by Rob Roper
One major criticism of the recent legislative session is that Montpelier did not take up at all the issue of school costs and financing. In fact, all the legislature did was strip the Blue Ribbon Tax Commission of its mandate to look into the problem. So, local communities are working to find solutions on their own.
One of those towns is Woodbury, and the solution they are looking at is school choice.
The problem facing this small town in Washington County is familiar to many around Vermont: it has a small school with a small and shrinking student population and skyrocketing per pupil costs. The demographic and financing issues were spilling over into the quality of the education students were receiving, and Woodbury’s test scores ranked near the bottom of the state and have for several years.
Although the Commissioner of Education, Armando Vilaseca, has been aggressively pushing a program of school district consolidation as a solution for towns like Woodbury (a measure championed in the legislature by Woodbury’s own representative, Peter Peltz), so far his efforts have not sparked much enthusiasm anywhere in the state.
Woodbury is considering a different direction: voting to close their public school and adopt a policy of school choice, allowing parents to use public money to send their children to other public or approved independent schools.
Woodbury would not be alone. Currently ninety-two towns in Vermont have taxpayer funded school choice to one extent or another. Variations on this nearly 150-year tradition in Vermont range from complete school choice to very limited. Many towns that have school choice have found it to be a strong economic driver, attracting educationally minded parents who also happen to bring businesses and jobs with them when they move into the district to take advantage of choice.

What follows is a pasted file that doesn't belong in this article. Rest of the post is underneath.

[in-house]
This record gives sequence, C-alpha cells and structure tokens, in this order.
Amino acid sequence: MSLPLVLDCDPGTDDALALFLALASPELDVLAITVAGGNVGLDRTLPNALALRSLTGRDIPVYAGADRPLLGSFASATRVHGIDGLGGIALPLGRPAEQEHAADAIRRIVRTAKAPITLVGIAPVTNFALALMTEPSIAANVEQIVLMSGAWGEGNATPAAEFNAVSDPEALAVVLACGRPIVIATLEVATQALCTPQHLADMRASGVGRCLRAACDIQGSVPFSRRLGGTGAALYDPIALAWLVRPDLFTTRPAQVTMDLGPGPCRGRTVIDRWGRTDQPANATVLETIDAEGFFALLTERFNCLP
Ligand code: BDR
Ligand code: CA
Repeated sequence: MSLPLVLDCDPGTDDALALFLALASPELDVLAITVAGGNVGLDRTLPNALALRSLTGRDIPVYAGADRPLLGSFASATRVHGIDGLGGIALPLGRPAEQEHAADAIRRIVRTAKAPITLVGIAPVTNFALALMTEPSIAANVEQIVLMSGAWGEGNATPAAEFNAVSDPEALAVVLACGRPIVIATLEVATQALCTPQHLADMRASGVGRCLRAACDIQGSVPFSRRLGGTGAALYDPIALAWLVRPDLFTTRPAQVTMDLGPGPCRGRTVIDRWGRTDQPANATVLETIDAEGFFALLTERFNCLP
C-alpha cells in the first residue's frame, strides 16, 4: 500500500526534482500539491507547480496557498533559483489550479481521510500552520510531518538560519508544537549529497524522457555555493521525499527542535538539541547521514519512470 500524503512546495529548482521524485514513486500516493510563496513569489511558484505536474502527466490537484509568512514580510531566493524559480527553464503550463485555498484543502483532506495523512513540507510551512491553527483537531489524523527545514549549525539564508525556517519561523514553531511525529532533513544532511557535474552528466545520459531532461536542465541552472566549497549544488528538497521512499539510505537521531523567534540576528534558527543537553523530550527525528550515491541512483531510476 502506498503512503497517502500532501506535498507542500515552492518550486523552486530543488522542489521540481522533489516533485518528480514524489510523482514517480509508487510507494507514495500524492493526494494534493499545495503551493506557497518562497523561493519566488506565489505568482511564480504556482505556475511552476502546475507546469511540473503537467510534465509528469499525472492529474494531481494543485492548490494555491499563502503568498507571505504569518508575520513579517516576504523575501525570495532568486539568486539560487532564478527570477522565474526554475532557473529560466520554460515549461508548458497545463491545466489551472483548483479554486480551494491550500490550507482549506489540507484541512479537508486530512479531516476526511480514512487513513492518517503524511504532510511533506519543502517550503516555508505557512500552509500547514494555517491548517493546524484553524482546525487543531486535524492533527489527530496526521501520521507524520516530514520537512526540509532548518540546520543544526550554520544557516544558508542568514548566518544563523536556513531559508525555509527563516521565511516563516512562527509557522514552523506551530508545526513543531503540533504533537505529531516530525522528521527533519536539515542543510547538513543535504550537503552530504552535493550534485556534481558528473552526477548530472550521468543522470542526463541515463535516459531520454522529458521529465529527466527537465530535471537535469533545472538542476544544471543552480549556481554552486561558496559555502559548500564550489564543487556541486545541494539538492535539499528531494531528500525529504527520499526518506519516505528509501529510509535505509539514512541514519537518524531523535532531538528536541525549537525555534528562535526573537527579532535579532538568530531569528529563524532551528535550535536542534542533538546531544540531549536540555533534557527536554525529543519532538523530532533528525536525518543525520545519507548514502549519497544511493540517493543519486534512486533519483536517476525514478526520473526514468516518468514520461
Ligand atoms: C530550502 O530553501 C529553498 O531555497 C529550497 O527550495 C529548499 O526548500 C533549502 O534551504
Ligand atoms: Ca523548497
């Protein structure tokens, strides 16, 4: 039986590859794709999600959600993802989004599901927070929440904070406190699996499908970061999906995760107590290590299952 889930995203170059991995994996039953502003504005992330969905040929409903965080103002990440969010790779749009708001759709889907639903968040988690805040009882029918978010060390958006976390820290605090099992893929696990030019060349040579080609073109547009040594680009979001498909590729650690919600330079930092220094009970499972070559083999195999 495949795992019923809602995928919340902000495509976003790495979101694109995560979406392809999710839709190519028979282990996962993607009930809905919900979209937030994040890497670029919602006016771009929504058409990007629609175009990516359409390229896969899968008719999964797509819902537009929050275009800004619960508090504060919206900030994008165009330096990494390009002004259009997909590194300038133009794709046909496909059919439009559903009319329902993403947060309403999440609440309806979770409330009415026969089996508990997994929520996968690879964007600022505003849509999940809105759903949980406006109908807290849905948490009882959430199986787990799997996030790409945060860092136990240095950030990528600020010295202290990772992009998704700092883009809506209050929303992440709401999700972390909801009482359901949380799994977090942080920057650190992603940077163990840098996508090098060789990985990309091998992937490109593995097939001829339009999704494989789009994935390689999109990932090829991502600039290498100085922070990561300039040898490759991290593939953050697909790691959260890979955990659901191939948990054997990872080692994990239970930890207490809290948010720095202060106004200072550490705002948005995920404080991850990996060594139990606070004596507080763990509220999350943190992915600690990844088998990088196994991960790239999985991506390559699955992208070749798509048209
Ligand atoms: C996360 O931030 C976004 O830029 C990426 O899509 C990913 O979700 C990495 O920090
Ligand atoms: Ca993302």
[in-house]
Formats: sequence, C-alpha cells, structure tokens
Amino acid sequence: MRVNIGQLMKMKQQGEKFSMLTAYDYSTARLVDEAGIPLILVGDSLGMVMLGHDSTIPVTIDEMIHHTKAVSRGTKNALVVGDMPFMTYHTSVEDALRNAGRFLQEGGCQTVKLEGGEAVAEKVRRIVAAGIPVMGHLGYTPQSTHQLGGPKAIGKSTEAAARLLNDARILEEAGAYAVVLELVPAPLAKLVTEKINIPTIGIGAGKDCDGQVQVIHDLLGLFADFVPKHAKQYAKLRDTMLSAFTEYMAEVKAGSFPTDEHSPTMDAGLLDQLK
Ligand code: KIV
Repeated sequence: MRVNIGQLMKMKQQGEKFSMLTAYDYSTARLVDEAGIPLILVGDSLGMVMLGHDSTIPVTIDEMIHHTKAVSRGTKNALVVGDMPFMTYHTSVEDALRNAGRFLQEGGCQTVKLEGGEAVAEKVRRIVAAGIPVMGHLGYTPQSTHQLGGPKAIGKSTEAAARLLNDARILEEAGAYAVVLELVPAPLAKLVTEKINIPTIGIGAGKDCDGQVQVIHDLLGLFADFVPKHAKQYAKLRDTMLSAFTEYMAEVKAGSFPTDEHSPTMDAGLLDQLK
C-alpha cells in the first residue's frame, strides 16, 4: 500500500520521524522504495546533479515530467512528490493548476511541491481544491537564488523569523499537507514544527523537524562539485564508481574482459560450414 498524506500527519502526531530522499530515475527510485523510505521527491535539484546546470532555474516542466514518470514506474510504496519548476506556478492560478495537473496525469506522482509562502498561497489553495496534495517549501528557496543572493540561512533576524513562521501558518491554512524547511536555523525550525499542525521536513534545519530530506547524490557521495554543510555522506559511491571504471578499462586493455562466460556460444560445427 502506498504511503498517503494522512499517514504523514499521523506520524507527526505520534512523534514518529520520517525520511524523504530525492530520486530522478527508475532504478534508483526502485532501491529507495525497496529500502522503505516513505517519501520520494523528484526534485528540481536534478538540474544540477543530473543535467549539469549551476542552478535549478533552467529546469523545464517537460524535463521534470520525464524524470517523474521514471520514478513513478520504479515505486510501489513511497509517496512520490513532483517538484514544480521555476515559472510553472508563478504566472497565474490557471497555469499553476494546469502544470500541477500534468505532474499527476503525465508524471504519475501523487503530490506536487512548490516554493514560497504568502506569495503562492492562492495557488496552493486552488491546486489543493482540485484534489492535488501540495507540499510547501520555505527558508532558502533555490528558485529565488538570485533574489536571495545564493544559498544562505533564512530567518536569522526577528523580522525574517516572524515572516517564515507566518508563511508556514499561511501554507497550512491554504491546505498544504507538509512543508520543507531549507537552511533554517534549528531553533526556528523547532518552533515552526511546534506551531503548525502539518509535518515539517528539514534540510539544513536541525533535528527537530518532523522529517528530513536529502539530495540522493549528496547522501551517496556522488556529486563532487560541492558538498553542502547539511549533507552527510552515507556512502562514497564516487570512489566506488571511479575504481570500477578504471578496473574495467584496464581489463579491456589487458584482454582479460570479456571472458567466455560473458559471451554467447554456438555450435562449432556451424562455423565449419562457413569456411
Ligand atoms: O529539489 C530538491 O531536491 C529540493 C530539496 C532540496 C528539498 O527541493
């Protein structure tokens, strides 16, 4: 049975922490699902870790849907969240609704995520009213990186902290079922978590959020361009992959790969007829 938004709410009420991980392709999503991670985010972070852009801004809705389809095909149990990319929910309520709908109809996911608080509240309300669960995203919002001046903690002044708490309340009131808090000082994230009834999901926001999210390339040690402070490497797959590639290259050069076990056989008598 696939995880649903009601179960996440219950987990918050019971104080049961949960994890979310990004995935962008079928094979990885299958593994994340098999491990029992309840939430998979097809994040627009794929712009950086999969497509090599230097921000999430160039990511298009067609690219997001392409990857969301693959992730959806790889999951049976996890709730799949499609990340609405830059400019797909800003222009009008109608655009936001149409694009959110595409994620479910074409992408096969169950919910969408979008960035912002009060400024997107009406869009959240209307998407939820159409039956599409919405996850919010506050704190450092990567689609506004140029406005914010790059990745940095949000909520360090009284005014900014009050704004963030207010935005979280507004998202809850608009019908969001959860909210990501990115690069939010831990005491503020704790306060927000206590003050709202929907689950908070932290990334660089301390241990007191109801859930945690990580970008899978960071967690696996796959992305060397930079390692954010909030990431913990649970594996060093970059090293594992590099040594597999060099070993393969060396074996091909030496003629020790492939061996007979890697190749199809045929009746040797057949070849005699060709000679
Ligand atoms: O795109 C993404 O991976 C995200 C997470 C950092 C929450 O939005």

Some in Woodbury also see this as a way to save money. For example, if a child chose to attend the Orchard Valley Waldorf School just down the road, taxpayers would save roughly $5000, the difference between the independent school tuition and the per pupil cost of the current public school.
Woodbury’s road to school choice has been long and well researched. The town first formed a General Options Committee to review all possible paths Woodbury could take to address the public school’s viability. A second, volunteer Finance Committee came together to look at different ways to address the financial implications of the various options.
In the next step the select board voted to hire professionals to work with a committee of twelve local people to do an evaluation of the options. Worked with a committee of 12 local people. This led to a town-wide, non-binging vote that, in the end, was not terribly conclusive.
Now, on June 27, Woodbury townspeople will be asked to cast a binding vote to close their local public school and embrace school choice.
“This decision has to be about what’s best for the kids,” said Retta Dunlap, a Woodbury resident and school choice advocate. “I’m not convinced that the cost/quality ratio of our current situation is really serving our children as well as it should, and I do think the best way for them to solve this is to empower parents to choose the best school to fit their children’s needs.”
If the townspeople of Woodbury are successful, they could serve as an example to other Vermont towns.